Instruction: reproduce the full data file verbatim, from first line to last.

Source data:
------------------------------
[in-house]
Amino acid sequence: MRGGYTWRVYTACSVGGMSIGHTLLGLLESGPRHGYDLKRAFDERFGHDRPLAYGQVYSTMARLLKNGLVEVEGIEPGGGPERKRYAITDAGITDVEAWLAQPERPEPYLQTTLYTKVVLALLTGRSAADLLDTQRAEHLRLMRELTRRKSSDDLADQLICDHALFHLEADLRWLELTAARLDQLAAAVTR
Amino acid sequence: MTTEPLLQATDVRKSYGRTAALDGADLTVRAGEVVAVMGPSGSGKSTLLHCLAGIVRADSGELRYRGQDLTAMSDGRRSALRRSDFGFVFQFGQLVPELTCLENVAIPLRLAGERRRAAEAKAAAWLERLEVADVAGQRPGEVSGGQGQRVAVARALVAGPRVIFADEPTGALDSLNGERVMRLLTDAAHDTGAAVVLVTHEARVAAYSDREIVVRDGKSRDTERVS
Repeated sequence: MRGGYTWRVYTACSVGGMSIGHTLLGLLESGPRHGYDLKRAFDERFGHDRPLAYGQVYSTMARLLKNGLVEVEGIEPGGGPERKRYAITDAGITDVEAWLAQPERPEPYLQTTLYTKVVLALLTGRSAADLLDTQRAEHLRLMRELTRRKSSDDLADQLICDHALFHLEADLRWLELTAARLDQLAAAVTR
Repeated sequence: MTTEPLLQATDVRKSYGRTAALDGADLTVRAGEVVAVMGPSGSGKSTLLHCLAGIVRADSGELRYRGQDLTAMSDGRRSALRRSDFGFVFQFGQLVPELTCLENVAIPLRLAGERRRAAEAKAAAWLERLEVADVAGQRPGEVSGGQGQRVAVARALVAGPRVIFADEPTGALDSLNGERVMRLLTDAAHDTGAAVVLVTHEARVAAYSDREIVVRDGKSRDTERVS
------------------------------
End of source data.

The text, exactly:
[in-house]
Amino acid sequence: MRGGYTWRVYTACSVGGMSIGHTLLGLLESGPRHGYDLKRAFDERFGHDRPLAYGQVYSTMARLLKNGLVEVEGIEPGGGPERKRYAITDAGITDVEAWLAQPERPEPYLQTTLYTKVVLALLTGRSAADLLDTQRAEHLRLMRELTRRKSSDDLADQLICDHALFHLEADLRWLELTAARLDQLAAAVTR
Amino acid sequence: MTTEPLLQATDVRKSYGRTAALDGADLTVRAGEVVAVMGPSGSGKSTLLHCLAGIVRADSGELRYRGQDLTAMSDGRRSALRRSDFGFVFQFGQLVPELTCLENVAIPLRLAGERRRAAEAKAAAWLERLEVADVAGQRPGEVSGGQGQRVAVARALVAGPRVIFADEPTGALDSLNGERVMRLLTDAAHDTGAAVVLVTHEARVAAYSDREIVVRDGKSRDTERVS
Repeated sequence: MRGGYTWRVYTACSVGGMSIGHTLLGLLESGPRHGYDLKRAFDERFGHDRPLAYGQVYSTMARLLKNGLVEVEGIEPGGGPERKRYAITDAGITDVEAWLAQPERPEPYLQTTLYTKVVLALLTGRSAADLLDTQRAEHLRLMRELTRRKSSDDLADQLICDHALFHLEADLRWLELTAARLDQLAAAVTR
Repeated sequence: MTTEPLLQATDVRKSYGRTAALDGADLTVRAGEVVAVMGPSGSGKSTLLHCLAGIVRADSGELRYRGQDLTAMSDGRRSALRRSDFGFVFQFGQLVPELTCLENVAIPLRLAGERRRAAEAKAAAWLERLEVADVAGQRPGEVSGGQGQRVAVARALVAGPRVIFADEPTGALDSLNGERVMRLLTDAAHDTGAAVVLVTHEARVAAYSDREIVVRDGKSRDTERVS